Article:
Defendant was indicted for aggravated battery and burglary. Defendant appeals from the denial of his plea in bar of prosecution for said offenses, pursuant to OCGA 17-7-170
. We affirm.
1. The facts adduced at the hearing on defendant's motion showed the defendant filed a pro se demand for speedy trial pursuant to OCGA 17-7-170
which identified the offenses charged against him by warrant number. The clerk's stamp shows the motion was filed by the clerk of the trial court at 11:22 a.m. on April 21, 1987. The true bill of indictment on said offenses was returned by the grand jury on the same day but was not stamped with a time of filing. However, the clerk did execute and file a form acknowledging receipt of all indictments returned by the grand jury on April 21, 1987 which was stamped filed at 3:51 p.m. the same day.
The clerk of the court testified that sixty true bills of indictment were returned on the day in question. She did not have an independent recollection of exactly what time of day these indictments were returned. She did state sixty indictments would typically represent a full day's work for the grand jury and a return of this number of indictments would typically be made in the afternoon. She also testified that upon receiving the envelope containing all the indictments returned by the grand jury in open court she typically returned immediately to the clerk's office to file the form acknowledging receipt of the indictments and to sign and file each individual indictment. Though the evidence was circumstantial, we hold it was legally sufficient to support the court's finding that the defendant's demand for speedy trial was filed prior to the return of the indictment against him. Unless clearly erroneous, the findings of fact of the trial court will not be disturbed. Sundance, Inc. v. Guy, 174 Ga. App. 792 (1) (331 SE2d 102) (1985)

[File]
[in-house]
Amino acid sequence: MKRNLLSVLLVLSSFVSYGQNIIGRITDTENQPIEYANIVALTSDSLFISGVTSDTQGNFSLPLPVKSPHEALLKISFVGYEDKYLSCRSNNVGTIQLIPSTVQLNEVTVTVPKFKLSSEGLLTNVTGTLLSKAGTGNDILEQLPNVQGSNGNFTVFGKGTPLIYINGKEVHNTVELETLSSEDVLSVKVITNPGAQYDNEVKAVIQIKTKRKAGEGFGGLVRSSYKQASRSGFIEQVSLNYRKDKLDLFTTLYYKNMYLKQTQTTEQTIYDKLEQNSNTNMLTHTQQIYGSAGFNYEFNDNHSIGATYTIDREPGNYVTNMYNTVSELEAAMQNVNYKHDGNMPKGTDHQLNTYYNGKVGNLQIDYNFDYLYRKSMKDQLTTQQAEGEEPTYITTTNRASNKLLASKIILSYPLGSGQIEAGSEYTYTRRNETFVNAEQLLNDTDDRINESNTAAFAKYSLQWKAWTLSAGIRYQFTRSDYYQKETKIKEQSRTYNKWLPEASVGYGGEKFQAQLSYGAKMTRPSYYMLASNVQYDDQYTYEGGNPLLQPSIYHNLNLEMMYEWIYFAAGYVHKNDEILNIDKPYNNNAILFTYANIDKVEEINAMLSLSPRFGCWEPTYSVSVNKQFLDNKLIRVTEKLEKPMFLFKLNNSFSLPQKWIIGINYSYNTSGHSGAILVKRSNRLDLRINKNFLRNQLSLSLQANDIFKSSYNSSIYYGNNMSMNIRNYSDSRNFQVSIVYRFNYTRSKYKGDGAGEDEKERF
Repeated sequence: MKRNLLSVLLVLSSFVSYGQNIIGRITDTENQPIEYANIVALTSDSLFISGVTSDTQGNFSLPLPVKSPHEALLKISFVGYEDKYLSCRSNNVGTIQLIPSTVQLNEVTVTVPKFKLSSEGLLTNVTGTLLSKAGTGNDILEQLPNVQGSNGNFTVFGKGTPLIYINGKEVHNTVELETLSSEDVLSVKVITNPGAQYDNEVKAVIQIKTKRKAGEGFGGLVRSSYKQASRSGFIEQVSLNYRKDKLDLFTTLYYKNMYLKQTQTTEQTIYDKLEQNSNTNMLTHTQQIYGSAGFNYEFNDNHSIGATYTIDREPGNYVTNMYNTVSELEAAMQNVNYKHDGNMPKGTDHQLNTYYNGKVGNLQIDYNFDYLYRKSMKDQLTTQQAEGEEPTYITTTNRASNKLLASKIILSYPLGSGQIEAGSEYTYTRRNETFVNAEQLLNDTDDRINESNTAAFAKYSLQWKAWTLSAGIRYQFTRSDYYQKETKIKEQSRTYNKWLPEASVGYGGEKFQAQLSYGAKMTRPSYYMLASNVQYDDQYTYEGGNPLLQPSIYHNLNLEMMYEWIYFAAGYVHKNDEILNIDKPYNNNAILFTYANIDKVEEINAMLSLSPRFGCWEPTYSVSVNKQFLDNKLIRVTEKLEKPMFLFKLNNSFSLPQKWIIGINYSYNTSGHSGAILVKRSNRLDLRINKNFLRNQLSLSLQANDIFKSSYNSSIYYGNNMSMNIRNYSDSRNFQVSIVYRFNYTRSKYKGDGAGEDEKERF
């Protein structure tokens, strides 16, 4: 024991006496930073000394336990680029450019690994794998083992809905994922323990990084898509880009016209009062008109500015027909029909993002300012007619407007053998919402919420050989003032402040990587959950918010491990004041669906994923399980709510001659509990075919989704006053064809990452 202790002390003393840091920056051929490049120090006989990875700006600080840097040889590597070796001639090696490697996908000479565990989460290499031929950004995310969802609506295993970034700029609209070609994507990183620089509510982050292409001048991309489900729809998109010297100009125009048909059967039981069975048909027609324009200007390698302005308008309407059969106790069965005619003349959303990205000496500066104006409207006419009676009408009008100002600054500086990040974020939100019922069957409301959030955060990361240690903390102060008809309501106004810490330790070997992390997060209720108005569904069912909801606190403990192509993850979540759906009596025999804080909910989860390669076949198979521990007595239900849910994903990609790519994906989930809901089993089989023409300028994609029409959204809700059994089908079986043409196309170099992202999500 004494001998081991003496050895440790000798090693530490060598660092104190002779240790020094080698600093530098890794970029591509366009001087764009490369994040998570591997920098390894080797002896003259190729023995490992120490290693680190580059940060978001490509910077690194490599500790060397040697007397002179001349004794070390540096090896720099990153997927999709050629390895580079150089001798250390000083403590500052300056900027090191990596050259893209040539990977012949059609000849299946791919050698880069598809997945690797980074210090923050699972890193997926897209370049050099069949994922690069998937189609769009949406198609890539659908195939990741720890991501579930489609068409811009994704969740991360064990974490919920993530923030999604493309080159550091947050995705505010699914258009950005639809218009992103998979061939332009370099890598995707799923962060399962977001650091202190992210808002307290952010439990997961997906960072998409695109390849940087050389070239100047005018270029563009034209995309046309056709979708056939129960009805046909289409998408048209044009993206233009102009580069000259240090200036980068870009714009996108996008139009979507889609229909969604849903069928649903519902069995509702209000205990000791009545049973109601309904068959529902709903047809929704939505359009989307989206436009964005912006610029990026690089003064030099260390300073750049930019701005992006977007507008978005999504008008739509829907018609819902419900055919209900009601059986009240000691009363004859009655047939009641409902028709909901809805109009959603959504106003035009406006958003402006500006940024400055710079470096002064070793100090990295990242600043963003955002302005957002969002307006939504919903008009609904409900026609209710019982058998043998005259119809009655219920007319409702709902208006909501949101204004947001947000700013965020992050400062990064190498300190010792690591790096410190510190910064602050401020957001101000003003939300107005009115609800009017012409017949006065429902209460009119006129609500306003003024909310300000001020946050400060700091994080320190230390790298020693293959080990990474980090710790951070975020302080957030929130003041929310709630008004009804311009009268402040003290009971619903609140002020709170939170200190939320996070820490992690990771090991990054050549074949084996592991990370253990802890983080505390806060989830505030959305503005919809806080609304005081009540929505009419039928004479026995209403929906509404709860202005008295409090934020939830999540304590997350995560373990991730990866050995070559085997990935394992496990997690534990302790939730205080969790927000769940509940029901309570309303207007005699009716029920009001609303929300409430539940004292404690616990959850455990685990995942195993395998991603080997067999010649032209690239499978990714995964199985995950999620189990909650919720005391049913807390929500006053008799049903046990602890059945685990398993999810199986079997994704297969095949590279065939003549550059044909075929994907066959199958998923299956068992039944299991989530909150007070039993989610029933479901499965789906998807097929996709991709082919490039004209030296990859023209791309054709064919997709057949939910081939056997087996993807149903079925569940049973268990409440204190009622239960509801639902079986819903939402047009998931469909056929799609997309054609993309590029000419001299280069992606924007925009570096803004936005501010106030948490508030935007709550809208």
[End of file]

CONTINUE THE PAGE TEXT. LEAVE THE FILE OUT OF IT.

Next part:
2. Effective July 1, 1987, subsequent to the date on which the demand for speedy trial was made in this case, OCGA 7-17-170
was amended to clarify that the right to file a demand attaches at the time the indictment is filed with the court. Ga. L. 1987, p. 841, 1. Even before said amendment, the Georgia courts had long held the statutory right to make a demand for speedy trial does not attach until there has been a return of indictment. See generally Andrews v. State, 175 Ga. App. 22 (332 SE2d 299) (1985)
. Although the constitutional protection of the right to a speedy trial attaches at the time of arrest, a defendant may not invoke the statutory provisions of OCGA 17-7-170
until an indictment has been returned. State v. Hicks, 183 Ga. App. 715 (359 SE2d 712) (1987)
. Where a statutory demand is filed before the indictment is returned, the demand is a nullity and provides no ground for granting a plea in bar for failure to try the case within the statutory period. Id. Because the penalty imposed by this statute against the state is so great, it must be strictly construed. Thus, the demand for trial is a nullity whether it was filed hours, weeks or months before the indictment was returned. The trial court did not err in denying defendant's motion in bar.
3. An amendment to OCGA 17-7-170
requiring service of the demand upon the prosecutor was not effective until July 1, 1987, subsequent to the date the attempted demand was filed in this case. Ga. L. 1987, p. 841, 1. At the time defendant's pleading was filed, a demand was not required to be served upon any particular officer of the court. Pless v. State, 157 Ga. App. 681
'(278 SE2d 475
) (1981). The fact the defendant in this case failed to serve the prosecutor with a copy of the demand would not make it defective. However, for the reasons set forth in Division 2 of this opinion, the demand was nevertheless a nullity and the plea in bar was properly denied.
Thomas C. Lawler III, District Attorney, Donald L. Johstono, Jr., Assistant District Attorney, for appellee.